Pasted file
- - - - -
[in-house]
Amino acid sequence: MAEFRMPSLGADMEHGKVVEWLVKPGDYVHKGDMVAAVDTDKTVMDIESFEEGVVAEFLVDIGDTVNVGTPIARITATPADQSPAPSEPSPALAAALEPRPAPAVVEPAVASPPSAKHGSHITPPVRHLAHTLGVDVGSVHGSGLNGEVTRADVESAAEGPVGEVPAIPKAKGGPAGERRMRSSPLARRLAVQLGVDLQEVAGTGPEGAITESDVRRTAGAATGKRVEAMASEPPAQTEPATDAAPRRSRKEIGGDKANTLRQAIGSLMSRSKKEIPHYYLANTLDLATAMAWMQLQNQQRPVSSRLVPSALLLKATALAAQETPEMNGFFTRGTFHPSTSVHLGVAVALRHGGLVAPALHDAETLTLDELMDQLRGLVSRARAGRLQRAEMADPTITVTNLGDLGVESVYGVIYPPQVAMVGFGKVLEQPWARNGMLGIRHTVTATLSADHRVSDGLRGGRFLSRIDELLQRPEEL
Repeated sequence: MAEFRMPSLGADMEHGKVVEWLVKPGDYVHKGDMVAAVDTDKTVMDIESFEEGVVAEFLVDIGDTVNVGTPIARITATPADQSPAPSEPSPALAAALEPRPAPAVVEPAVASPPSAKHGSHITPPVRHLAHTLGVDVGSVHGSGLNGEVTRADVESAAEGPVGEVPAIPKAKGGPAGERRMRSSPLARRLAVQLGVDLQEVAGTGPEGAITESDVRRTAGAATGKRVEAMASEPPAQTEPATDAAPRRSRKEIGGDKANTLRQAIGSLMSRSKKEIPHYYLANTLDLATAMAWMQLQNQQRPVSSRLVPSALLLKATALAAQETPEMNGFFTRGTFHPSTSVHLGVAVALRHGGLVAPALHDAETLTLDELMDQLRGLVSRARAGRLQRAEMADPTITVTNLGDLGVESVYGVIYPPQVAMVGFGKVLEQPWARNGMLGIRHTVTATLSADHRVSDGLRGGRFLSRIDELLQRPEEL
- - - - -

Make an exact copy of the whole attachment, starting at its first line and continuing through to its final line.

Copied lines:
[in-house]
Amino acid sequence: MAEFRMPSLGADMEHGKVVEWLVKPGDYVHKGDMVAAVDTDKTVMDIESFEEGVVAEFLVDIGDTVNVGTPIARITATPADQSPAPSEPSPALAAALEPRPAPAVVEPAVASPPSAKHGSHITPPVRHLAHTLGVDVGSVHGSGLNGEVTRADVESAAEGPVGEVPAIPKAKGGPAGERRMRSSPLARRLAVQLGVDLQEVAGTGPEGAITESDVRRTAGAATGKRVEAMASEPPAQTEPATDAAPRRSRKEIGGDKANTLRQAIGSLMSRSKKEIPHYYLANTLDLATAMAWMQLQNQQRPVSSRLVPSALLLKATALAAQETPEMNGFFTRGTFHPSTSVHLGVAVALRHGGLVAPALHDAETLTLDELMDQLRGLVSRARAGRLQRAEMADPTITVTNLGDLGVESVYGVIYPPQVAMVGFGKVLEQPWARNGMLGIRHTVTATLSADHRVSDGLRGGRFLSRIDELLQRPEEL
Repeated sequence: MAEFRMPSLGADMEHGKVVEWLVKPGDYVHKGDMVAAVDTDKTVMDIESFEEGVVAEFLVDIGDTVNVGTPIARITATPADQSPAPSEPSPALAAALEPRPAPAVVEPAVASPPSAKHGSHITPPVRHLAHTLGVDVGSVHGSGLNGEVTRADVESAAEGPVGEVPAIPKAKGGPAGERRMRSSPLARRLAVQLGVDLQEVAGTGPEGAITESDVRRTAGAATGKRVEAMASEPPAQTEPATDAAPRRSRKEIGGDKANTLRQAIGSLMSRSKKEIPHYYLANTLDLATAMAWMQLQNQQRPVSSRLVPSALLLKATALAAQETPEMNGFFTRGTFHPSTSVHLGVAVALRHGGLVAPALHDAETLTLDELMDQLRGLVSRARAGRLQRAEMADPTITVTNLGDLGVESVYGVIYPPQVAMVGFGKVLEQPWARNGMLGIRHTVTATLSADHRVSDGLRGGRFLSRIDELLQRPEEL